4.
What piece of equipment do you find most challenging to repair?
Turn this challenge into a positive! Sometimes we view challenging tasks as things we are not good at or an area where we lack training. If you think of a particular piece of equipment that you find challenging to repair because you haven't had a lot of experience with it, go ahead and let the interviewer know. Perhaps it was a challenging repair because it took you longer than expected to fix. Maybe you had to rely on a manual to aid you in a fix. Admitting that something was a challenge because you are unfamiliar with it is not a bad thing. The interviewer would rather hear that you face a challenge head-on versus seeing you come across as a know-it-all.

Rachelle's Answer #1
"The most challenging equipment I have worked on recently was a new model mammogram machine. It was challenging because the software system was one of which I was not familiar. I love a good challenge, though! I went to the manufacturer's website to find a downloadable manual, dove in, and got the job done in under 3 hours."
Rachelle's Answer #2
"While attending university, I found most of the coursework challenging; yet comfortable. I did have to work more diligently, and even hire a tutor when it came to the module on radiographic and fluoroscopic x-ray equipment. I ended up completing this module with a grade of 86%, so my diligence paid off. I do look forward to further exposure to this type of equipment."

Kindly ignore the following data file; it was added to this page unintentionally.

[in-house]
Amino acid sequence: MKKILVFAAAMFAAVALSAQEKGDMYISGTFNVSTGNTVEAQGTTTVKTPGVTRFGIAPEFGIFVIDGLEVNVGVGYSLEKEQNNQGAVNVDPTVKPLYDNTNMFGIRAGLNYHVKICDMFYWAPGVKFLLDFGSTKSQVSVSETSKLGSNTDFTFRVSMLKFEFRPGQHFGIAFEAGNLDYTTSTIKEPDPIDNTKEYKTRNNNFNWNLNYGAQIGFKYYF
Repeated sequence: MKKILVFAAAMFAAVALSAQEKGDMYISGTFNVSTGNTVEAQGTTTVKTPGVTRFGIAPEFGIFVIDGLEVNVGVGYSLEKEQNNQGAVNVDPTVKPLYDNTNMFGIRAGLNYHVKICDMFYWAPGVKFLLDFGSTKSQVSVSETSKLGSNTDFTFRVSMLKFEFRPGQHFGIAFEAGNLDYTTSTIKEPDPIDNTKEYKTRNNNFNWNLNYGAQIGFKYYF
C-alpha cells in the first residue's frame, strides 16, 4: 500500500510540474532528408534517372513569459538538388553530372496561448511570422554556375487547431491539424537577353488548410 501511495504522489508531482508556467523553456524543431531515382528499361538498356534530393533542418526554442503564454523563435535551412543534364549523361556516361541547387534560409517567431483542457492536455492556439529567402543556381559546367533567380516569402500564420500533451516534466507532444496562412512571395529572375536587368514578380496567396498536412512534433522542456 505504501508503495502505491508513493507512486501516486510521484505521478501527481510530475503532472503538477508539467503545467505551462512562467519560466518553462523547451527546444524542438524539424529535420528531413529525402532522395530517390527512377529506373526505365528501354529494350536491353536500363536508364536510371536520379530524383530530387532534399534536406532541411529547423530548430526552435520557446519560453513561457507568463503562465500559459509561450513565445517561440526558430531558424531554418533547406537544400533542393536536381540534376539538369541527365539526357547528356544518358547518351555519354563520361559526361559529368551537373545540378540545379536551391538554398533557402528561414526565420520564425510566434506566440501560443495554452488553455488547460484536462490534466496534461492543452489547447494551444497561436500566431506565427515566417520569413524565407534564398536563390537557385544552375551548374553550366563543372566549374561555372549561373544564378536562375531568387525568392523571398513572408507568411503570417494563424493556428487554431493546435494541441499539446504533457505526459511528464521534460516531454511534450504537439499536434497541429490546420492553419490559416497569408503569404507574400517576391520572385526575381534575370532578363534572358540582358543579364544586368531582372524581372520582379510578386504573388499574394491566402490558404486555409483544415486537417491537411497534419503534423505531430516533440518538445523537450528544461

5.
With advancements in technology, are you worried that remote diagnostics will replace your job?
The interviewer would like to know your thoughts regarding the advancements or remote and robotic diagnostics. As a biomedical technician, you need to show your value and that you aren't afraid that remote diagnostic will replace your job.

Rachelle's Answer #1
"That's a great question! Robotics is advancing very quickly so if that should happen; I plan to get in on the action and learn more about the actual programming of the robotic diagnostics. Manuals still need to be written, and code provided, for this to happen. My knowledge will always be valuable."
Rachelle's Answer #2
"There is always that chance that remote diagnostics will replace me. This outcome could be said for nearly any job. I prefer to focus on how I can be the best in my field, build professional relationships and show my supervisors that they have a great technician working for them. That personal effect is something remote diagnostics will never be able to replace."